Hospitality Table Size Guide

Posted by Paula Stanbridge-Faircloth on 01-Aug-2017 09:09:52
tables at a hotel restaurant bar

Table tops come in many shapes and sizes. The right table size depends on how many covers are required on each table and what the table is used for. Drinking requires less space than quick meals; fine dining requires the most space, to allow enough room for side plates and additional crockery & cutlery.

How many covers?

To calculate how many covers will fit in a restaurant, The Metric Handbook suggests each diner (person) requires an area between 1 and 2 square metres (and a minimum width of 580mm).

A crowded restaurant using small square tables might be at the bottom of this range, while ‘fine-dining’ restaurants with widely spaced tables woukd be at the top end. Using small tables - and even arranging them at 45° angles - can increase the number of covers.

When planning the space, note that a restaurant chair in use extends around 450mm from a table and another 450mm between the backs of chairs should avoid customers being bumped by serving staff. Take care that the back legs of chairs do not extend too far beyond the back of the chair, to avoid the staff tripping.

Table shapes

Square tables are most popular (700mm x 700mm is our top selling size), mainly because they can be used either alone (typically for two people), or ajoined for larger parties. Round tables do offer more flexibility, particularly in cafe-type environments when chairs can be 'squeezed' around them as necessary. Many restaurants will order a combination of shapes and sizes, often including a bigger round top, perhaps to fill a corner or simply to make the layout less uniform. Table bases are important too! Read our blog on table bases to learn how they can affect the amount of available space for diners in your restaurant.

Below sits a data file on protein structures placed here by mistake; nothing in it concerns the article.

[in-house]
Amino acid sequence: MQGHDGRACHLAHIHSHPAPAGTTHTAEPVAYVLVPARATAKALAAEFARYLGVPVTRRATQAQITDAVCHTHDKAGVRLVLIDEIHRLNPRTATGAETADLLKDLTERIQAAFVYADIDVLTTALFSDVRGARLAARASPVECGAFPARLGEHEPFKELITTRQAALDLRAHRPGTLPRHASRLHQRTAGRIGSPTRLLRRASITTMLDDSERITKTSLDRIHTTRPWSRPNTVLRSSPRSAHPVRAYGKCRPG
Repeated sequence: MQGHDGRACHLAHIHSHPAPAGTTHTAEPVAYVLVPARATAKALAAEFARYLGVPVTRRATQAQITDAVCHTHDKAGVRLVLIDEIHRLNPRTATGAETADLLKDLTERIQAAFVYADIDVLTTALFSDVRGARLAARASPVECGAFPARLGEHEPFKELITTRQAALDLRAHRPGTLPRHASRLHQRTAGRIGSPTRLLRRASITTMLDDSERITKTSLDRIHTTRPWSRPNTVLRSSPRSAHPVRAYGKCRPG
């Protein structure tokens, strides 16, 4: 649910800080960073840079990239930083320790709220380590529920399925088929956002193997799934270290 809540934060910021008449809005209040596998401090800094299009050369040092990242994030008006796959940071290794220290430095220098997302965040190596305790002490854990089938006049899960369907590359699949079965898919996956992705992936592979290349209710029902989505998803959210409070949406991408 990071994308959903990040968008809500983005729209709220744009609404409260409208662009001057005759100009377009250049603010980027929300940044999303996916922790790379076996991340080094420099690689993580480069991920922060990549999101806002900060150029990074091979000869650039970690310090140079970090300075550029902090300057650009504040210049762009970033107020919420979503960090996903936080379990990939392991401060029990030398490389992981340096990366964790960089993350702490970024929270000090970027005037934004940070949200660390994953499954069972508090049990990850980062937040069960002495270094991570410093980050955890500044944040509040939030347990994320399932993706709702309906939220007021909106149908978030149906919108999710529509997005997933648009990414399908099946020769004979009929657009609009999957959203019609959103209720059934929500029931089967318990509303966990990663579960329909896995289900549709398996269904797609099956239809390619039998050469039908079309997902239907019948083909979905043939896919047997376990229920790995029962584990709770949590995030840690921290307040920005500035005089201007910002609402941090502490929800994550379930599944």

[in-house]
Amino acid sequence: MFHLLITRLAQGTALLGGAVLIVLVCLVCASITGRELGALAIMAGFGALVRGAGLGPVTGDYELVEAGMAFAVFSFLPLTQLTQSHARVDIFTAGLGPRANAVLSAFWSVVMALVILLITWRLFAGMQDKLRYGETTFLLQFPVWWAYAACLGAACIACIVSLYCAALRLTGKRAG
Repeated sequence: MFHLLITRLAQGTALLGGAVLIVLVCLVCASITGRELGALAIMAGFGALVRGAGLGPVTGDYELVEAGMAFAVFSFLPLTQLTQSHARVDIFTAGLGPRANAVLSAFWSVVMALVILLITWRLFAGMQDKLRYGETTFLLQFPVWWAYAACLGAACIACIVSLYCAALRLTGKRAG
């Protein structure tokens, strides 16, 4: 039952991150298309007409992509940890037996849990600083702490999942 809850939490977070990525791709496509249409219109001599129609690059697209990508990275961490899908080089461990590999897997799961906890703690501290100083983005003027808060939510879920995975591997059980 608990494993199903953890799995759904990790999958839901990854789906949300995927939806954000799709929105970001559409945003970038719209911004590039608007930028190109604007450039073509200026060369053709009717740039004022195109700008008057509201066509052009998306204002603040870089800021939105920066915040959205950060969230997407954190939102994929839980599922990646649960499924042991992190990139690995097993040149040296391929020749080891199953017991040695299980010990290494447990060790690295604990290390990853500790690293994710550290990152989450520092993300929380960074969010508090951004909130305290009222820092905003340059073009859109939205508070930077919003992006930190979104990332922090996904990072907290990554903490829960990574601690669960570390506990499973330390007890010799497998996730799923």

Table top sizes

The table top sizes and shapes diagram below is a good indicator to help determine the right table top sizes for your setting. Remember to leave space for both the chairs and movement around seated guests. For drinking, tables can be 20% smaller than depicted below and for fine dining slightly larger.


Stacking chairs

Chairs with thin legs tend to stack higher – mainly these are metal-legged. Chairs that stack directly on top of each other (rather than stack a little further forward than the chair below) will stack highest. Typically these are aluminium ‘banqueting’ chairs –which need to be light to be lifted to the top of a stack. Some upholstered chairs will stack (they need to have a ‘waist’ towards the back of the seat). Be aware that upholstered stacking chairs may have wear-points on the seats. Timber framed stacking chairs can only be stacked around four high. They are heavy and ‘creep forward’ on a stack.

Stacking chairs are regularly moved, often by a variety of staff, and they are very likely to be get knocks etc. They are often used at functions at which they can be particularly roughly handled – weddings perhaps.

Stacking chairs are often used for events functions, weddings etc...and in these environments are subject to far more disrespect and damage is not always the fault of the chair
Chips etc on dark-stained timbers are more noticeable than on lighter finishes.

Folding chairs

  • Usually are not robust.
  • Can trap fingers of staff and users.
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Topics: tables


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